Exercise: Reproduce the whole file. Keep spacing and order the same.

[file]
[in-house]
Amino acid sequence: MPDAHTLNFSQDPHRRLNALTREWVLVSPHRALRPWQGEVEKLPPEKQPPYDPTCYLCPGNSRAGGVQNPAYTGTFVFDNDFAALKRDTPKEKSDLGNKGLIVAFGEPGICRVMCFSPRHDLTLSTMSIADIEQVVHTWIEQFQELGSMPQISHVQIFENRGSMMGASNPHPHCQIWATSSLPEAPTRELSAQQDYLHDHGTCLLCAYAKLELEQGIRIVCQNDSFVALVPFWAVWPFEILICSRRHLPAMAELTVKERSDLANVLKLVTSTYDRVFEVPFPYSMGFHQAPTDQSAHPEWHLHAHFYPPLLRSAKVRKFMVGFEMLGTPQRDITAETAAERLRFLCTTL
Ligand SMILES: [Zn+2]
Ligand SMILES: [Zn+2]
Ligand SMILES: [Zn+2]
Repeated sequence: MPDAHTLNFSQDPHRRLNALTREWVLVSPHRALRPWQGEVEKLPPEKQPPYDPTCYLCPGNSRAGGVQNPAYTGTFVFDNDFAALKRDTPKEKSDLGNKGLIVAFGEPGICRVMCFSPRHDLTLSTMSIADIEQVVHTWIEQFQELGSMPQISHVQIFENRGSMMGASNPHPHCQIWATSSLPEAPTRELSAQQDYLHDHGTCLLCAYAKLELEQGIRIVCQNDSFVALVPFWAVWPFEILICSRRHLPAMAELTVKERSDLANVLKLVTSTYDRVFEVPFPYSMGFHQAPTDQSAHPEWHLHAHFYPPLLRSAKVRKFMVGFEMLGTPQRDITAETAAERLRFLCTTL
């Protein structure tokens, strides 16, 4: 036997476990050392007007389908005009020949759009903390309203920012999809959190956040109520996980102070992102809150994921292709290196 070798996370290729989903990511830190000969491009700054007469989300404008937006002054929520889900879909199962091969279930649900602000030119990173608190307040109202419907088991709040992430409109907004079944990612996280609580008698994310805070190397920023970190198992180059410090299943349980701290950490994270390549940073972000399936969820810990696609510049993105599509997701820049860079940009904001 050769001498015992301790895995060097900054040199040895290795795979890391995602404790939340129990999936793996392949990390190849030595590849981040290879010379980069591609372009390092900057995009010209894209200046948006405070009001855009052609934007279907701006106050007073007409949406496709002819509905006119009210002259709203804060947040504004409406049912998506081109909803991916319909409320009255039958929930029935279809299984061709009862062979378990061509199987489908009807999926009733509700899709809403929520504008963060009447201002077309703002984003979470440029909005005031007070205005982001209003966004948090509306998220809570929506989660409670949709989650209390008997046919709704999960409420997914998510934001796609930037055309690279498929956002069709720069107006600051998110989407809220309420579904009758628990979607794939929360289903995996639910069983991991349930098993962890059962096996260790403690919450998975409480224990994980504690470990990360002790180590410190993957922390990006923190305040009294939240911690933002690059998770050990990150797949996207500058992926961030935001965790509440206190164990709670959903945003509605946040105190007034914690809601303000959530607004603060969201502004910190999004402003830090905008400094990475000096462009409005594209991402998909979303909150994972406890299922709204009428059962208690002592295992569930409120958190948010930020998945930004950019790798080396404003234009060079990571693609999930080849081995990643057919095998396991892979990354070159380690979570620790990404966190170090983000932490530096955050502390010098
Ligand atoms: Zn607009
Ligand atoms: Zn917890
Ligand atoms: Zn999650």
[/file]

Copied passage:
[in-house]
Amino acid sequence: MPDAHTLNFSQDPHRRLNALTREWVLVSPHRALRPWQGEVEKLPPEKQPPYDPTCYLCPGNSRAGGVQNPAYTGTFVFDNDFAALKRDTPKEKSDLGNKGLIVAFGEPGICRVMCFSPRHDLTLSTMSIADIEQVVHTWIEQFQELGSMPQISHVQIFENRGSMMGASNPHPHCQIWATSSLPEAPTRELSAQQDYLHDHGTCLLCAYAKLELEQGIRIVCQNDSFVALVPFWAVWPFEILICSRRHLPAMAELTVKERSDLANVLKLVTSTYDRVFEVPFPYSMGFHQAPTDQSAHPEWHLHAHFYPPLLRSAKVRKFMVGFEMLGTPQRDITAETAAERLRFLCTTL
Ligand SMILES: [Zn+2]
Ligand SMILES: [Zn+2]
Ligand SMILES: [Zn+2]
Repeated sequence: MPDAHTLNFSQDPHRRLNALTREWVLVSPHRALRPWQGEVEKLPPEKQPPYDPTCYLCPGNSRAGGVQNPAYTGTFVFDNDFAALKRDTPKEKSDLGNKGLIVAFGEPGICRVMCFSPRHDLTLSTMSIADIEQVVHTWIEQFQELGSMPQISHVQIFENRGSMMGASNPHPHCQIWATSSLPEAPTRELSAQQDYLHDHGTCLLCAYAKLELEQGIRIVCQNDSFVALVPFWAVWPFEILICSRRHLPAMAELTVKERSDLANVLKLVTSTYDRVFEVPFPYSMGFHQAPTDQSAHPEWHLHAHFYPPLLRSAKVRKFMVGFEMLGTPQRDITAETAAERLRFLCTTL
């Protein structure tokens, strides 16, 4: 036997476990050392007007389908005009020949759009903390309203920012999809959190956040109520996980102070992102809150994921292709290196 070798996370290729989903990511830190000969491009700054007469989300404008937006002054929520889900879909199962091969279930649900602000030119990173608190307040109202419907088991709040992430409109907004079944990612996280609580008698994310805070190397920023970190198992180059410090299943349980701290950490994270390549940073972000399936969820810990696609510049993105599509997701820049860079940009904001 050769001498015992301790895995060097900054040199040895290795795979890391995602404790939340129990999936793996392949990390190849030595590849981040290879010379980069591609372009390092900057995009010209894209200046948006405070009001855009052609934007279907701006106050007073007409949406496709002819509905006119009210002259709203804060947040504004409406049912998506081109909803991916319909409320009255039958929930029935279809299984061709009862062979378990061509199987489908009807999926009733509700899709809403929520504008963060009447201002077309703002984003979470440029909005005031007070205005982001209003966004948090509306998220809570929506989660409670949709989650209390008997046919709704999960409420997914998510934001796609930037055309690279498929956002069709720069107006600051998110989407809220309420579904009758628990979607794939929360289903995996639910069983991991349930098993962890059962096996260790403690919450998975409480224990994980504690470990990360002790180590410190993957922390990006923190305040009294939240911690933002690059998770050990990150797949996207500058992926961030935001965790509440206190164990709670959903945003509605946040105190007034914690809601303000959530607004603060969201502004910190999004402003830090905008400094990475000096462009409005594209991402998909979303909150994972406890299922709204009428059962208690002592295992569930409120958190948010930020998945930004950019790798080396404003234009060079990571693609999930080849081995990643057919095998396991892979990354070159380690979570620790990404966190170090983000932490530096955050502390010098
Ligand atoms: Zn607009
Ligand atoms: Zn917890
Ligand atoms: Zn999650």